Special Monthly Compensation: Special Monthly Compensation (SMC) is a monetary compensation (in addition to the regular VA Disability Compensation) to a veteran who, as a result of military service, incurred the loss of or the loss of use of specific organs or extremities. Loss, or loss of use, is described as either an amputation or having no effective remaining function of an extremity or organ.
Survivor Benefits: Surviving family members of veterans are entitled to certain benefits that can help ease their financial difficulties. When a loved one dies, it can be emotionally difficult to look into available benefits, but this process should be done as soon as possible to prevent eligibility problems.
Veterans Health Care: The Veterans’ Health Care Eligibility Reform Act was passed by Congress in October of 1996, paving the way for the Medical Benefits Package plan to be made available to all enrolled veterans. The Medical Benefits Package emphasizes preventive and primary care and offers a full range of inpatient and outpatient services. In addition, combat veterans returning from active military service may be eligible to receive free health care services and nursing home care for up to two years, beginning on the date of separation from active military service. This benefit covers all illnesses and injuries except those clearly unrelated to military service. Dental services are not included in this health care package.
Veterans Life Insurance: Servicemembers’ Group Life Insurance (SGLI) is a program which provides low cost group life insurance for service members on active duty, ready reservists, members of the National Guard, members of the Commissioned Corps of the National Oceanic and Atmospheric Administration and the Public Health Service, cadets and midshipmen of the four service academies and members of the Reserve Officer Training Corps.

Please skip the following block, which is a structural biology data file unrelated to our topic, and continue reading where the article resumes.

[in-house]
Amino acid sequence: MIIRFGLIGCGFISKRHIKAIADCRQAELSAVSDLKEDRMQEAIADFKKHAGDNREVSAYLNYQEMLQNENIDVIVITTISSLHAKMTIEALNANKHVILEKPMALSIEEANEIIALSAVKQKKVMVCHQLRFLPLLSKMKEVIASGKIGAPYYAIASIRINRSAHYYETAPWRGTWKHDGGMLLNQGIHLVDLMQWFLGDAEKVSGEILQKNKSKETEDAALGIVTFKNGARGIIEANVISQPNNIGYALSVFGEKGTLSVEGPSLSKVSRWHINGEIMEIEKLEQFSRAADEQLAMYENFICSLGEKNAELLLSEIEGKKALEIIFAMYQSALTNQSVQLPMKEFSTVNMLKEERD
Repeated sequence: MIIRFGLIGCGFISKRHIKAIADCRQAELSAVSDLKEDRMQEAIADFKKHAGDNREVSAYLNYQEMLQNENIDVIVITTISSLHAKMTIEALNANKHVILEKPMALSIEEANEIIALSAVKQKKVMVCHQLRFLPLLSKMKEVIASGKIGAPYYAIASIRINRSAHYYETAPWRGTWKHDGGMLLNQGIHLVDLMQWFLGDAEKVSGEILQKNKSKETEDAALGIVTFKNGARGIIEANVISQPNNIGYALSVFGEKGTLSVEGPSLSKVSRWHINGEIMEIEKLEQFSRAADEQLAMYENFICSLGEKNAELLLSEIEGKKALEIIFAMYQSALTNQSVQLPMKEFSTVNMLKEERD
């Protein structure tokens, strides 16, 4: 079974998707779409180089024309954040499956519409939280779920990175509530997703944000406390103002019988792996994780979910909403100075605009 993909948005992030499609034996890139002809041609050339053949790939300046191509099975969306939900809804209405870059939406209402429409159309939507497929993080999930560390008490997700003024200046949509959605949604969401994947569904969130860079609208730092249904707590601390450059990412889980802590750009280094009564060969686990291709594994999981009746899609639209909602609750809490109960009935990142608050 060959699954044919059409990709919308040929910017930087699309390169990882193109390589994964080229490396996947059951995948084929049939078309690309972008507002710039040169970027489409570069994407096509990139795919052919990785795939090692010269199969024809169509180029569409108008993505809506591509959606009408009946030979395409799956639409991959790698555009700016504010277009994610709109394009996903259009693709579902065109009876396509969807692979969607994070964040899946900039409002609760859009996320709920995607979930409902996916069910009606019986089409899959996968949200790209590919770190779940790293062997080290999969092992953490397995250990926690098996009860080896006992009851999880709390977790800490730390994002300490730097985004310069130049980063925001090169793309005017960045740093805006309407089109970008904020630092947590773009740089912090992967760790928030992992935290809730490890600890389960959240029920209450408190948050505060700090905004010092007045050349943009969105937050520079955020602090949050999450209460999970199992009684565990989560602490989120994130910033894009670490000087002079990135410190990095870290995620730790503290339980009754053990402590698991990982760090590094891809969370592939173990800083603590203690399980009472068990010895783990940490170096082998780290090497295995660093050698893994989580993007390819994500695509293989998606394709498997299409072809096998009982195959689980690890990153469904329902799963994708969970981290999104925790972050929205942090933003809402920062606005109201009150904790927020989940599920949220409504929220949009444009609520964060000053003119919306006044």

Unfortunately, many of the eligible beneficiaries are initially denied these benefits when a claim is filed. Applicants should be aware that the decisions for these claims can be appealed by veterans and their eligible family members. The process for appeals generally begins with the Board of Veterans Appeals (BVA) in Washington, D.C. Once a claim has been filed and consequently denied, the veteran or other potentially eligible beneficiary has sixty days to file for an appeal with their regional office.
Legislation was passed and came into effect on June 20, 2007 which provides veterans the option of retaining an attorney after the first denial by the Department of Veterans Affairs at the “Notice of Disagreement” (NOD) stage.
The Department of Veterans Affairs benefits claims and appeals process can be complicated. If a veteran or a veteran’s family members have received a denial of benefits to which they believe they are entitled, it is in their best interest to contact an attorney who is familiar with veterans benefits to assist them with the application and appeals process.
The VA Aid and Attendance Improved Pension is one of the most under utilized benefits available to US Military War Period Veterans today. That’s why the Bradley Law Firm PLLC is conducting a series of VA Aid & Attendance improved Pension seminars and workshops at a growing number of locations throughout our service area. We will present a seminar or workshop for any VFW or American Legion Post, Assisted Living Facility, Religious Senior Ministry, Chamber of Commerce, Rotary Club, bank or other financial institution, company, or association of any kind. We are also conducting seminars in our offices, and we are producing videos for the Internet and DVD’s. Please contact our office for seminar and workshop schedules to discuss any of these opportunities or to make an appointment with J. Anthony Bradley to discuss the details privately.
One of only a few VA Accredited Attorneys in the Mid-South, J. Anthony Bradley, is able to help qualified war period veterans and their spouses acquire this valuable benefit. Group seminars and private sessions on the subject make the qualification process easy to understand for both veterans and their caregivers. As a VA Accredited Attorney, J. Anthony Bradley takes a comprehensive approach that ensures the Claimant is protected – not just their money. He is trained in managing the complexities associated with the veteran’s VA Aid and Attendance Pension qualification process while protecting them from financial hardships in other areas.